- High 4.73 TH/s hashrate, and efficient at 0.25 Joule per GH/s
- Reasonably priced at $440 new (plus shipping)
- Popular miner with plentiful guides and parts available
- Eclipsed by 16nm miners (AntMiner S9) and forthcoming 14nm miners
- High power consumption of ~1350 Watts demands high-end PSU
- Quite noisy at 62dB
The AntMiner S7: Bitcoin Mining Mainstay
Bitmain’s AntMiner S7 has proven so popular since its release in mid-2015 that it’s now reached its 19th batch of production.
The S7 assumed market dominance for good reason:
It offers a high hashrate for the amount of power it consumes.
If you view any modern industrial mining operation, chances are you’ll see racks of AntMiner S7s hashing away. The S7 is also a popular choice among hobbyist miners for its reasonable price and strong performance.
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The S7 is powered by a 28nm BM1385 ASIC chip. 135 of these chips are spread across 3 boards and kept cool by dual fans (or a single fan in the case of a particular batch).
The strong metal casing features a tongue and groove system which allows for the neat arrangement of multiple miners.
Recommended for use with the S7 is Bitmain’s high quality 1600 Watt APW3 power supply unit, designed specifically for use with Bitcoin miners.
This PSU is highly efficient, losing only 7% of electricity between outlet and miner. The APW3 requires a minimum 205 Volts to function and does not ship with the necessary 16A power cord.
Although not cheap at $140 plus shipping, the APW3 is a good choice in terms of future upgradability as it can also run the power-hungry AntMiner S9.
It’s also possible to use any ATX PSU of sufficient Wattage to run the S7.
The S7-LN includes its own PSU; a 1000W Enermax, rated Gold (above 80% efficiency). As the S7-LN only draws about 700W, this PSU has excess capacity even when overclocking the unit above its default 600M frequency.
It also adds quite a lot of weight to the unit, increasing its shipping cost.
While an integral PSU makes for a compact and convenient miner, there are few other reasons to recommend such a setup. The S7-LN also excludes a cord.
S7 Compared to Other Hardware
|Antminer S5||1.16 TH/s||$139.99||Buy|
|Antminer S7||4.73 TH/s||$489.99||Buy|
|Antminer S9||14.0 TH/s||$3,000||Buy|
|Avalon 6||3.50 TH/s||$559.95||Buy|
|SP20 Jackson||1.3-1.7 TH/s||$90.00||Buy|
|Antminer R4||8.6 TH/s||$1,000||Buy|
Shortly after release, the S7 was priced at nearly $2000, a little below the current cost of the S9.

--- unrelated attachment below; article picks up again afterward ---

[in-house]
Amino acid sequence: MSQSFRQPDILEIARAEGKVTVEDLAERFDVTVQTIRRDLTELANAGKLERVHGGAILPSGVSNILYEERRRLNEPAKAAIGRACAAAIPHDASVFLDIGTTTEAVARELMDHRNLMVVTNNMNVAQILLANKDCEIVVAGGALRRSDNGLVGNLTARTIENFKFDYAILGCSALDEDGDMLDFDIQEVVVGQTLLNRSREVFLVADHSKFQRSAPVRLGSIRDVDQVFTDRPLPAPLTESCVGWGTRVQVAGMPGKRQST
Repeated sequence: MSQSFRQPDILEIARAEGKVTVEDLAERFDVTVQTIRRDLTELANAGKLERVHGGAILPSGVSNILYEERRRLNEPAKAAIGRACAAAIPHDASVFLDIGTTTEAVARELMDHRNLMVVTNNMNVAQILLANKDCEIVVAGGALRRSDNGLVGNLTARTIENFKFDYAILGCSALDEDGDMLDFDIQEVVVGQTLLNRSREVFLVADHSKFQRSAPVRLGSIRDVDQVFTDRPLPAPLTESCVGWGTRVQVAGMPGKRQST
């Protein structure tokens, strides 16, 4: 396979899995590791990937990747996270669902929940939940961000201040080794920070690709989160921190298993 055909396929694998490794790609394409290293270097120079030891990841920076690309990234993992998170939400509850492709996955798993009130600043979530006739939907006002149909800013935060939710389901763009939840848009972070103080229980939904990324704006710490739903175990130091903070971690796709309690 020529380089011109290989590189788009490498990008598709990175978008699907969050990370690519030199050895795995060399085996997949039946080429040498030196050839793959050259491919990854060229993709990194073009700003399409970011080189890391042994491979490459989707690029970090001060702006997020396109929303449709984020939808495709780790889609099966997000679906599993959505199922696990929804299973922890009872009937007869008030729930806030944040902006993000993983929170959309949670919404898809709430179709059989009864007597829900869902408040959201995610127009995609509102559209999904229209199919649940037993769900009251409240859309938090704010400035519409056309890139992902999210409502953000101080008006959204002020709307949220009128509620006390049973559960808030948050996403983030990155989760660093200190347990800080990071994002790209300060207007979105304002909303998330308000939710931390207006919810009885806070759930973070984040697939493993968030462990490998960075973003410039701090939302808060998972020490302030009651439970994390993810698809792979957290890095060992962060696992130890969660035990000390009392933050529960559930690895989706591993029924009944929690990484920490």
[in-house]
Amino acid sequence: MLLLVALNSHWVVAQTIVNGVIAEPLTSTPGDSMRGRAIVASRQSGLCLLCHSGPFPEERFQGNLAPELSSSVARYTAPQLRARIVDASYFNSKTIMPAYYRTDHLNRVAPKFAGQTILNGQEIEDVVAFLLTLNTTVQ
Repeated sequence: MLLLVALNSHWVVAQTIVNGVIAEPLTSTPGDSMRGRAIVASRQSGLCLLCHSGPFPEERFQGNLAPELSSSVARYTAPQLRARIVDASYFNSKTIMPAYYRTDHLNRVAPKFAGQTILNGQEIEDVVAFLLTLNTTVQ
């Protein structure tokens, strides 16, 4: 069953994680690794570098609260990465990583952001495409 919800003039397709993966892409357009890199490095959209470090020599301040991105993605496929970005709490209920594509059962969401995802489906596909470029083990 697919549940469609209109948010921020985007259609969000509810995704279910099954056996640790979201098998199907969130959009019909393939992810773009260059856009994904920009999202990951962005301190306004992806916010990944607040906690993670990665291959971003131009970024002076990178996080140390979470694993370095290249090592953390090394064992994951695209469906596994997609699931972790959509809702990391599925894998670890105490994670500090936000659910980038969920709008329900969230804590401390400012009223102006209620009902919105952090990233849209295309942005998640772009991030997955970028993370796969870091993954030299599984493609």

Bitmain sells the S7-LN for $291 and Amazon has it going for $439 new or $409 used.
These prices can be expected to fall further as the S9 and other superior mining hardware becomes the new standard. It’s also possible to buy modded S7(-LNs) with upgraded efficiency and diminished noise and heat levels.
Bitcoins / Month (Profitability)
With Difficulty rising and the halving of block rewards imminent, the S7 is reaching the end of its profitability for those without access to cheap power… although if Bitcoin’s exchange rate rises sufficiently, the S7’s profitability may well be extended beyond expectations.
Using our Bitcoin mining calculator, we’ll take a peek at some likely returns for an S7 and S7-LN.
We’re assuming an average household Power Cost of 15c per kWh, a Pool Fee of 2.5% (as charged by AntPool) and a post-halving Block Reward of 12.5 BTC per block mined:
For greatly increased accuracy, perform your own custom calculation!
The results aren’t great:
$18 will be lost per month and $223 annually.
From this rough calculation (which appears not to factor in the Hardware Costs field), it’s clear that nobody who pays a regular price for their electricity will be getting rich off an S7.
With careful tweaking, it may be possible to profit from an S7 even at 15c power. This assumes that Bitcoin’s price doesn’t fall and Difficulty doesn’t jump… risky assumptions indeed!
The same calculations adjusted for the Hash Rate and Power consumption of the S7-LN produces slightly more encouraging results:
Only $6 is lost per month and $77 annually.
The S7 draws a minimum of 1293 Watts at a room temperature of 25^C / 77^F. Naturally, the hotter the environment, the more energy the fan(s) will consume to cool the unit.
The S7 is twice as efficient as the S5 at converting all this energy into bitcoins; it requires a modest 0.25 Joules of power per Gigahash.
As mentioned, the LN (“Lite”) version draws only 700W. It likewise consumes 0.25 J/GH.
Both S7’s have DHCP capability, meaning they’ll automatically seek out an IP address to use.
Setting them up via the MinerLink GUI is a simple process, requiring only your mining pool credentials to begin mining.
The units will automatically begin hashing upon powering up, which can be helpful in the event of power failure. S7 connectivity is via Ethernet only.
Both S7 versions will operate well below an ambient temperature of 40^C / 77^C. They are both cooled by dual 12038 fans.
Keeping the room in which they’re placed cool and dry will extend the life of these miners. A dry basement is an ideal location.
Verdict: Is the S7 Right for You?
If you hope to make profit but can’t wait for the S9 (or other forthcoming miners from different companies) to become affordable, the S7 is likely your best option.
With access to inexpensive power and perhaps some intelligent tweaking, it’s possible that the S7 will pay for itself and become profitable.
The S7-LN is slightly more efficient and certainly better suited to the home miner who can’t tolerate a lot of fan noise or cable clutter.